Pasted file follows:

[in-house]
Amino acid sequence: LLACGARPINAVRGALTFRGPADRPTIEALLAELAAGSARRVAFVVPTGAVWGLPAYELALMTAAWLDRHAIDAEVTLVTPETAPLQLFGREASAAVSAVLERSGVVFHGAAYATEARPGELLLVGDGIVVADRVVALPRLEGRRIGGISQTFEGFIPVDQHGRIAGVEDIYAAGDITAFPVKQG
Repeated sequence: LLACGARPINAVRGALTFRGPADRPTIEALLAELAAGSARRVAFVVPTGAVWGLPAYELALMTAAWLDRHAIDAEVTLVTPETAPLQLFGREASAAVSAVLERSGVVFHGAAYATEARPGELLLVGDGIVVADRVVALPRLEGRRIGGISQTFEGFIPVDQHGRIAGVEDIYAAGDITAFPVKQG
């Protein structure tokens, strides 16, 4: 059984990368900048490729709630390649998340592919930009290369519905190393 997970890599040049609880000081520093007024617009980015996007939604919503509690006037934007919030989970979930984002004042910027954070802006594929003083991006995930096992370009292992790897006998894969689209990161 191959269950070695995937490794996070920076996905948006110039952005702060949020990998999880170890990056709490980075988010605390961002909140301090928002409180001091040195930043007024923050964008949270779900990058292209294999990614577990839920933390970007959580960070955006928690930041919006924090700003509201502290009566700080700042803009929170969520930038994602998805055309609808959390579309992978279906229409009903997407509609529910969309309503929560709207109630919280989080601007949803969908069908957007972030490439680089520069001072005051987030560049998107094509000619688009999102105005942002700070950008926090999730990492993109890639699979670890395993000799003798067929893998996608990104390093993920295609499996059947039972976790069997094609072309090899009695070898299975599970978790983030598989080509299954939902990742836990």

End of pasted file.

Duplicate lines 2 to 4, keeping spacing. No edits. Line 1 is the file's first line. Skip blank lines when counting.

Amino acid sequence: LLACGARPINAVRGALTFRGPADRPTIEALLAELAAGSARRVAFVVPTGAVWGLPAYELALMTAAWLDRHAIDAEVTLVTPETAPLQLFGREASAAVSAVLERSGVVFHGAAYATEARPGELLLVGDGIVVADRVVALPRLEGRRIGGISQTFEGFIPVDQHGRIAGVEDIYAAGDITAFPVKQG
Repeated sequence: LLACGARPINAVRGALTFRGPADRPTIEALLAELAAGSARRVAFVVPTGAVWGLPAYELALMTAAWLDRHAIDAEVTLVTPETAPLQLFGREASAAVSAVLERSGVVFHGAAYATEARPGELLLVGDGIVVADRVVALPRLEGRRIGGISQTFEGFIPVDQHGRIAGVEDIYAAGDITAFPVKQG
């Protein structure tokens, strides 16, 4: 059984990368900048490729709630390649998340592919930009290369519905190393 997970890599040049609880000081520093007024617009980015996007939604919503509690006037934007919030989970979930984002004042910027954070802006594929003083991006995930096992370009292992790897006998894969689209990161 191959269950070695995937490794996070920076996905948006110039952005702060949020990998999880170890990056709490980075988010605390961002909140301090928002409180001091040195930043007024923050964008949270779900990058292209294999990614577990839920933390970007959580960070955006928690930041919006924090700003509201502290009566700080700042803009929170969520930038994602998805055309609808959390579309992978279906229409009903997407509609529910969309309503929560709207109630919280989080601007949803969908069908957007972030490439680089520069001072005051987030560049998107094509000619688009999102105005942002700070950008926090999730990492993109890639699979670890395993000799003798067929893998996608990104390093993920295609499996059947039972976790069997094609072309090899009695070898299975599970978790983030598989080509299954939902990742836990």